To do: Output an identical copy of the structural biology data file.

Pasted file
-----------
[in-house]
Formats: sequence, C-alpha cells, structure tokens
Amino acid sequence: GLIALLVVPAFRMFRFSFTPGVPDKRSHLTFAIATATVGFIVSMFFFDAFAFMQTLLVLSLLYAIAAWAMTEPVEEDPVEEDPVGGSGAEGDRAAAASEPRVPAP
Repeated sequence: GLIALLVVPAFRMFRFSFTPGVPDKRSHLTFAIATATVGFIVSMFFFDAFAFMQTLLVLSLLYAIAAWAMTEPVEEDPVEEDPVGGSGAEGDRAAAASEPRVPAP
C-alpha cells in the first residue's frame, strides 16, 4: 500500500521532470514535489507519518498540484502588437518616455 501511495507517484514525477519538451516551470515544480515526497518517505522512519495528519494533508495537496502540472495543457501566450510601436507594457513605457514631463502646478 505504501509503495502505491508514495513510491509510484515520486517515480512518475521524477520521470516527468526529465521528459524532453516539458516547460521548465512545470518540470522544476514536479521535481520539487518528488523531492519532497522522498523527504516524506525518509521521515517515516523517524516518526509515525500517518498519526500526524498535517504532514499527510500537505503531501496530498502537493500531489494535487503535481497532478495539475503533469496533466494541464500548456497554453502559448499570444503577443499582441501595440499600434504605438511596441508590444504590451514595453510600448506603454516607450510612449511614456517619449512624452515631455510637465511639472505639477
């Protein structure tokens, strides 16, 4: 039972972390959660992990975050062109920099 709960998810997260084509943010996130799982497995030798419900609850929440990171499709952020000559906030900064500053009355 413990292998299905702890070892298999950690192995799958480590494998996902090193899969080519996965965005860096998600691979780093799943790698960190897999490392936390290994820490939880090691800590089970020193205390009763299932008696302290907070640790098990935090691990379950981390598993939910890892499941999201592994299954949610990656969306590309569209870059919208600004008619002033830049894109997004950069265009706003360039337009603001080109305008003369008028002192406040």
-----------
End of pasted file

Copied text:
[in-house]
Formats: sequence, C-alpha cells, structure tokens
Amino acid sequence: GLIALLVVPAFRMFRFSFTPGVPDKRSHLTFAIATATVGFIVSMFFFDAFAFMQTLLVLSLLYAIAAWAMTEPVEEDPVEEDPVGGSGAEGDRAAAASEPRVPAP
Repeated sequence: GLIALLVVPAFRMFRFSFTPGVPDKRSHLTFAIATATVGFIVSMFFFDAFAFMQTLLVLSLLYAIAAWAMTEPVEEDPVEEDPVGGSGAEGDRAAAASEPRVPAP
C-alpha cells in the first residue's frame, strides 16, 4: 500500500521532470514535489507519518498540484502588437518616455 501511495507517484514525477519538451516551470515544480515526497518517505522512519495528519494533508495537496502540472495543457501566450510601436507594457513605457514631463502646478 505504501509503495502505491508514495513510491509510484515520486517515480512518475521524477520521470516527468526529465521528459524532453516539458516547460521548465512545470518540470522544476514536479521535481520539487518528488523531492519532497522522498523527504516524506525518509521521515517515516523517524516518526509515525500517518498519526500526524498535517504532514499527510500537505503531501496530498502537493500531489494535487503535481497532478495539475503533469496533466494541464500548456497554453502559448499570444503577443499582441501595440499600434504605438511596441508590444504590451514595453510600448506603454516607450510612449511614456517619449512624452515631455510637465511639472505639477
């Protein structure tokens, strides 16, 4: 039972972390959660992990975050062109920099 709960998810997260084509943010996130799982497995030798419900609850929440990171499709952020000559906030900064500053009355 413990292998299905702890070892298999950690192995799958480590494998996902090193899969080519996965965005860096998600691979780093799943790698960190897999490392936390290994820490939880090691800590089970020193205390009763299932008696302290907070640790098990935090691990379950981390598993939910890892499941999201592994299954949610990656969306590309569209870059919208600004008619002033830049894109997004950069265009706003360039337009603001080109305008003369008028002192406040």